Tuesday, 27 September 2016

Carer Burnout- How do we recognise the signs?

Self Portrait

As a Carer you fear hitting a brick wall. What happens if you wake up and you just can’t care anymore? 
Mentally and physically you are broken. After six years of caring full-time for my twins (who both have disabilities) I am here, I have hit a wall hard and I have crashed to the floor.

I sleep in fits and starts, partly my own mind and body unable to relax, partly because my son who has brain damage rarely sleeps through a whole night. I wake as tired as when I went to bed. At one time no matter how difficult my day had been my head would hit the pillow and I would wake up refreshed. But not anymore. I wake up with joint and muscle pain most days; it might subside but only for a couple of hours.

Over the course of the last 12 months I have been repeatedly dismissed by my GP’s surgery when I have gone in with symptoms. It’s a Vitamin D deficiency, it’s hormonal changes (I’m 44); It’s depression (I don’t feel depressed). I have migraines; well that’s those hormones again.

But through all of this I have continued to have overwhelming exhaustion like nothing I have experienced before. Even when I was averaging 4 hours sleep a night when the children were small I never experienced fatigue like this. At no point did any doctor say ‘Its Carer Burnout’ do they even know what Carer Burnout is?

Last week I went back to my Doctors surgery again. This time a GP with a good listening ear said ‘I think you have Chronic Fatigue’. He has referred me to a Specialist, but then what? In order to get well I have to take away my stress, but I can’t stop being a Carer, and I can’t abandon my kids. In a recent review by our family support worker it was evident that extra support will only appear if I collapse, and I am almost there.

I had not realised how much I had burnt out. Apart from a few hours of respite over the six-week school holidays I did most of the caring on my own. A week away was no holiday for me and my husband as the unfamiliar surroundings sent my son in to meltdown every day. While I have had my symptoms for a year they are worse during the intense times of caring during school holidays.

So how do you recognize burn out? I am seriously angry that no one, not my G.P, not my family support worker has ever given me a list of what the signs are and details of how to get help. But then why would they. Carers are expected to stay silent and just get on with it. Below is some useful information on Carer burnout from Care Watch.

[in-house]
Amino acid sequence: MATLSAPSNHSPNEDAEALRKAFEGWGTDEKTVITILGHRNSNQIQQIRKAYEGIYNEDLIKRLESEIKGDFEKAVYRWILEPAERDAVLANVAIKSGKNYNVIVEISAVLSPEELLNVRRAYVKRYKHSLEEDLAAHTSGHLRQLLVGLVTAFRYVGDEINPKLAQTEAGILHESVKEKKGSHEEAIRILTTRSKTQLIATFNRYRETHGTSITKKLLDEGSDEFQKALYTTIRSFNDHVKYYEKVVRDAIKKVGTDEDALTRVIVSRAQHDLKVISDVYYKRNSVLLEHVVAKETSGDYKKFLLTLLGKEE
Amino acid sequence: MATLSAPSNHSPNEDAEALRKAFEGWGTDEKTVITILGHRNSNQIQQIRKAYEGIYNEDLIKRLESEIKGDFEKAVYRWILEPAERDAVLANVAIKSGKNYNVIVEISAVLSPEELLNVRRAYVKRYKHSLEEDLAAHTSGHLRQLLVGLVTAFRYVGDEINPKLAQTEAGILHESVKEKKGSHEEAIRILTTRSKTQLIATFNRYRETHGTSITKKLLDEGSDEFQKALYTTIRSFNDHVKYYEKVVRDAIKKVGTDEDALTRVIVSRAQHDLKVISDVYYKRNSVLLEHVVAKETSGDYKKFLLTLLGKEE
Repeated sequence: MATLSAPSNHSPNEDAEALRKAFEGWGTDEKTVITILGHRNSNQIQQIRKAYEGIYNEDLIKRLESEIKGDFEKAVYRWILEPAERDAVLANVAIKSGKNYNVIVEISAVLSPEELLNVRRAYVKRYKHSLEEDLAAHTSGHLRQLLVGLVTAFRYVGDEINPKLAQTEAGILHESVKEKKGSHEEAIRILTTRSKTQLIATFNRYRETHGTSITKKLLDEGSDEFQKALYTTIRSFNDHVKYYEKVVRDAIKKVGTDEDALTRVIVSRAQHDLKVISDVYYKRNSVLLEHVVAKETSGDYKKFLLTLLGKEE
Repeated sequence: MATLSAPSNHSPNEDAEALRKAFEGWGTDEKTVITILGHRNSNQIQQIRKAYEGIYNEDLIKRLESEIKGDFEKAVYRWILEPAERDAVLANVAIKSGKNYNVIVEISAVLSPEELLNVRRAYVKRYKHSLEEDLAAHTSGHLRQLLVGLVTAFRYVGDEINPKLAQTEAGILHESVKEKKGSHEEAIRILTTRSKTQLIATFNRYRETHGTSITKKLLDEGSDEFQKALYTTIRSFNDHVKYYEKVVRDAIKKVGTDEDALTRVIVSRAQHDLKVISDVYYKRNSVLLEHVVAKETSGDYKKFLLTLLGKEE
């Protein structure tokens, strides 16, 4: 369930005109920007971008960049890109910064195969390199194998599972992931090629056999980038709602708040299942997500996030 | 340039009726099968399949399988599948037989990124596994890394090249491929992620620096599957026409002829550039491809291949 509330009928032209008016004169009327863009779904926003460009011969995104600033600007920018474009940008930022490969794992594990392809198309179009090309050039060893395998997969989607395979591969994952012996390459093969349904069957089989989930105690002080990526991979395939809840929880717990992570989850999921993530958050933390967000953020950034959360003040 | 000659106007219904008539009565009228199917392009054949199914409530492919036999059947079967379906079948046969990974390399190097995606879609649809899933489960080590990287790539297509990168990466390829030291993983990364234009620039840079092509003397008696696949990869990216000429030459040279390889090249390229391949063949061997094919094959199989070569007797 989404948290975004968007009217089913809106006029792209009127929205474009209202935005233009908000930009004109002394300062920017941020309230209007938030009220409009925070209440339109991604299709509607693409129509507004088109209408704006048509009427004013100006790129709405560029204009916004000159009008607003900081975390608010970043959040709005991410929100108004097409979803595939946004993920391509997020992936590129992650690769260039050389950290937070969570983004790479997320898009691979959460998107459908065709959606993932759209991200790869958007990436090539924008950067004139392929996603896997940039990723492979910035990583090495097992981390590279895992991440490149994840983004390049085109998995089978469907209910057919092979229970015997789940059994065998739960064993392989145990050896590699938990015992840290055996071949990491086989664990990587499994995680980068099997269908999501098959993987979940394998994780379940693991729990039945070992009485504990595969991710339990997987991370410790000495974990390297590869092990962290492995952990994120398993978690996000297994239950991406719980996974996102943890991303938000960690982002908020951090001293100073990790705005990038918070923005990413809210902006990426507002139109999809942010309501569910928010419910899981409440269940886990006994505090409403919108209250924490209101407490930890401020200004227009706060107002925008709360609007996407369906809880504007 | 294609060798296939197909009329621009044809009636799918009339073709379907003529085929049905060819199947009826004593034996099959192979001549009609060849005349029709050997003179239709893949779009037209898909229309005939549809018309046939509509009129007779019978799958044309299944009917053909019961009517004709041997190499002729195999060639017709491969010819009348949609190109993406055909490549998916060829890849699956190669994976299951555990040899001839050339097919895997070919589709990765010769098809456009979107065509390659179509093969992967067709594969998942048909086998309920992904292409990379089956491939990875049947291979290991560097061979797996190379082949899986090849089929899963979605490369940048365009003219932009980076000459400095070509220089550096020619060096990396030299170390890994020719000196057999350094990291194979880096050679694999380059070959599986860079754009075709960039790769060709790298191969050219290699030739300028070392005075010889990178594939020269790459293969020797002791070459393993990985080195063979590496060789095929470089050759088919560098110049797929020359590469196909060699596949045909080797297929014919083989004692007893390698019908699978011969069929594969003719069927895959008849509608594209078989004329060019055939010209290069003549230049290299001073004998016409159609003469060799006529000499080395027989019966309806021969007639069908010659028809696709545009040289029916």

Can you answer Yes to the following? If so then you have Carer Burnout.

I feel overwhelmed, exhausted and drained, even after a rest. (YES)

I feel helpless and hopeless. (YES 90% of the time)

I no longer want to be around my loved one.

I have angry outbursts that are uncharacteristic (YES)

I am increasing irritable and impatient. (YES)

I have thoughts of harming myself or my loved one.

I feel increasingly resentful. (YES, I WANT MY LIFE BACK)

I am neglecting my own needs because I don’t care any more

I am eating, drinking or smoking more than normal
(YES, Pass me more chocolate)

I have difficulty relaxing

I am neglecting important responsibilities.

I rarely see or contact friends or family members

I have difficulty sleeping.

I have lost interest in things I used to enjoy.
(YES, partly because I am so exhausted)

Wow! Why isn’t this in a Questionnaire that Family Support Workers, Social Workers and GP’s can hand out? I don’t have the answer right now, but I am determined to find out. This should be a huge red flag for Doctors yet its not being treated as such.

Care Watch goes on to describe several factors that can push a Carer to the Burn Out stage.

- Providing continual care for someone who is unable to reciprocate their feelings or show gratitude for their care.

- Feeling deserted by family, care services, religion or a partner

- Fears about how long you can cope with limited support

- Frustration and disappointment that, despite the efforts put in, your loved one does not make progress or continues to deteriorate. This is a failure to accept that the care you are providing is not the cause of the decline.

- You are reluctant, unable or unwilling to seek out or accept help from others.

So how do we change things before it is too late? 
I am now in a stage of chronic fatigue and I have to claw my way back to good health some how. As I write this a bunch of people from Social Care are going to sit around a table with my family support worker and decide if I am exhausted enough; and if my kids needs have worsened enough, for me to access more respite care. Should we really have to reaching our breaking point before anyone steps in to help?

How can I help my self? Well Care Watch has some useful suggestions and with some discipline I hope to make the right changes:

Diet – or rather lack of it. I need to ditch the caffeine and the chocolate. Both of these have fuelled my caring days for the last 6 years.

Exercise – Something slow, maybe Tai Chi for now.

Meditation – Not only relaxing but also an opportunity to improve my mental wellbeing.

Creativity – I am currently doing some self-portraiture. Both therapeutic, and creative, I also think it drives the message home of what it is like to be a Carer and feel silenced by a system that doesn’t carer for carers.

Acceptance – Be able to accept my feelings of anger and resentment and understand that they are only natural when I feel over burdened. Of course with acceptance one also has to come to a place of forgiveness and I am not sure I am very good at forgiving myself.

Write about how you feel – Well my outlet is a blog, but you could use a journal.

Most importantly for all of us who are Carers we need to:




If you want to know more about my portrait project visit www.kusuma.co.uk/my-blog

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